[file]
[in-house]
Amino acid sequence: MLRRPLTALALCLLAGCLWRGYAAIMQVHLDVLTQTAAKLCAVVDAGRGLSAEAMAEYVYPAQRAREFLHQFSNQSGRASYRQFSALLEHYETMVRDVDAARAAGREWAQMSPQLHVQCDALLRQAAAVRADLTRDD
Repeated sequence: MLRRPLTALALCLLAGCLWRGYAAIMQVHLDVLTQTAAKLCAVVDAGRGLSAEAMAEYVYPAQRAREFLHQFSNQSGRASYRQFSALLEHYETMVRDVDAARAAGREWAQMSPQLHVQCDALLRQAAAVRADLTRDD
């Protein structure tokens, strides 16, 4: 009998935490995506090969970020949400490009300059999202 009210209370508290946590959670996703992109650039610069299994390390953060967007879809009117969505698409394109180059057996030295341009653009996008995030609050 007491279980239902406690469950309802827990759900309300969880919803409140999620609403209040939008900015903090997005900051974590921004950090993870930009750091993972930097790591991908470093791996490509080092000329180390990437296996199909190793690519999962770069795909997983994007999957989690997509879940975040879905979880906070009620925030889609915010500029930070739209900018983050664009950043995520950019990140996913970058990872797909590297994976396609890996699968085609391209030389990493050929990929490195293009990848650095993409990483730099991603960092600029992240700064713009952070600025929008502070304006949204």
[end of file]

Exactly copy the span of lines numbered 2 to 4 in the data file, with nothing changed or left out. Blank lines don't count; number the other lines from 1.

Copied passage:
Amino acid sequence: MLRRPLTALALCLLAGCLWRGYAAIMQVHLDVLTQTAAKLCAVVDAGRGLSAEAMAEYVYPAQRAREFLHQFSNQSGRASYRQFSALLEHYETMVRDVDAARAAGREWAQMSPQLHVQCDALLRQAAAVRADLTRDD
Repeated sequence: MLRRPLTALALCLLAGCLWRGYAAIMQVHLDVLTQTAAKLCAVVDAGRGLSAEAMAEYVYPAQRAREFLHQFSNQSGRASYRQFSALLEHYETMVRDVDAARAAGREWAQMSPQLHVQCDALLRQAAAVRADLTRDD
């Protein structure tokens, strides 16, 4: 009998935490995506090969970020949400490009300059999202 009210209370508290946590959670996703992109650039610069299994390390953060967007879809009117969505698409394109180059057996030295341009653009996008995030609050 007491279980239902406690469950309802827990759900309300969880919803409140999620609403209040939008900015903090997005900051974590921004950090993870930009750091993972930097790591991908470093791996490509080092000329180390990437296996199909190793690519999962770069795909997983994007999957989690997509879940975040879905979880906070009620925030889609915010500029930070739209900018983050664009950043995520950019990140996913970058990872797909590297994976396609890996699968085609391209030389990493050929990929490195293009990848650095993409990483730099991603960092600029992240700064713009952070600025929008502070304006949204």